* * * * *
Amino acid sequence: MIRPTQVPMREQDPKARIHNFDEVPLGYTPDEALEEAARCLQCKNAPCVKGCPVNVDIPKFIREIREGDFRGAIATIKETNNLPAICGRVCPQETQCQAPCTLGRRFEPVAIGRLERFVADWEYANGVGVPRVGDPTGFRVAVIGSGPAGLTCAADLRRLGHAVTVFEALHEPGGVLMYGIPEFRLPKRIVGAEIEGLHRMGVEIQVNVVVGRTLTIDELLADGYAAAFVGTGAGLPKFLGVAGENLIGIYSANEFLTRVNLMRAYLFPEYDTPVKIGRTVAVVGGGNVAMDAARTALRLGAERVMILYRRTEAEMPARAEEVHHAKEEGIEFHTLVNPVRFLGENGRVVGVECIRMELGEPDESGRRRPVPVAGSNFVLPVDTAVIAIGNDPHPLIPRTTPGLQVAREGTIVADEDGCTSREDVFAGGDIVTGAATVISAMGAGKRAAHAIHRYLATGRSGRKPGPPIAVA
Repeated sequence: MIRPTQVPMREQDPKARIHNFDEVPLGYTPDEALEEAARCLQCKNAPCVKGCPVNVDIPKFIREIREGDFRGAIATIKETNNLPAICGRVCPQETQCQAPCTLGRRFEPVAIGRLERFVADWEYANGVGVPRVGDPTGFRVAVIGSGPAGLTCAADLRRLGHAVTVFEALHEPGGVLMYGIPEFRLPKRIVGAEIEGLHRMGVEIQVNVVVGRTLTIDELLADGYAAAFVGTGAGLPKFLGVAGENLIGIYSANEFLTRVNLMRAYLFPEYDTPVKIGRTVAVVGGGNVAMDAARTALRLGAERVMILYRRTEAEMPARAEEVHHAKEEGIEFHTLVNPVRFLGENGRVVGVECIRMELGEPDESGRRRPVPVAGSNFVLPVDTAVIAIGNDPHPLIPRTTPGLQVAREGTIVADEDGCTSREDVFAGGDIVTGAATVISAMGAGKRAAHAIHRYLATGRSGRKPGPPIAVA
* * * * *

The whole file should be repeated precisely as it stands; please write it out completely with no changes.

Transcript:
Amino acid sequence: MIRPTQVPMREQDPKARIHNFDEVPLGYTPDEALEEAARCLQCKNAPCVKGCPVNVDIPKFIREIREGDFRGAIATIKETNNLPAICGRVCPQETQCQAPCTLGRRFEPVAIGRLERFVADWEYANGVGVPRVGDPTGFRVAVIGSGPAGLTCAADLRRLGHAVTVFEALHEPGGVLMYGIPEFRLPKRIVGAEIEGLHRMGVEIQVNVVVGRTLTIDELLADGYAAAFVGTGAGLPKFLGVAGENLIGIYSANEFLTRVNLMRAYLFPEYDTPVKIGRTVAVVGGGNVAMDAARTALRLGAERVMILYRRTEAEMPARAEEVHHAKEEGIEFHTLVNPVRFLGENGRVVGVECIRMELGEPDESGRRRPVPVAGSNFVLPVDTAVIAIGNDPHPLIPRTTPGLQVAREGTIVADEDGCTSREDVFAGGDIVTGAATVISAMGAGKRAAHAIHRYLATGRSGRKPGPPIAVA
Repeated sequence: MIRPTQVPMREQDPKARIHNFDEVPLGYTPDEALEEAARCLQCKNAPCVKGCPVNVDIPKFIREIREGDFRGAIATIKETNNLPAICGRVCPQETQCQAPCTLGRRFEPVAIGRLERFVADWEYANGVGVPRVGDPTGFRVAVIGSGPAGLTCAADLRRLGHAVTVFEALHEPGGVLMYGIPEFRLPKRIVGAEIEGLHRMGVEIQVNVVVGRTLTIDELLADGYAAAFVGTGAGLPKFLGVAGENLIGIYSANEFLTRVNLMRAYLFPEYDTPVKIGRTVAVVGGGNVAMDAARTALRLGAERVMILYRRTEAEMPARAEEVHHAKEEGIEFHTLVNPVRFLGENGRVVGVECIRMELGEPDESGRRRPVPVAGSNFVLPVDTAVIAIGNDPHPLIPRTTPGLQVAREGTIVADEDGCTSREDVFAGGDIVTGAATVISAMGAGKRAAHAIHRYLATGRSGRKPGPPIAVA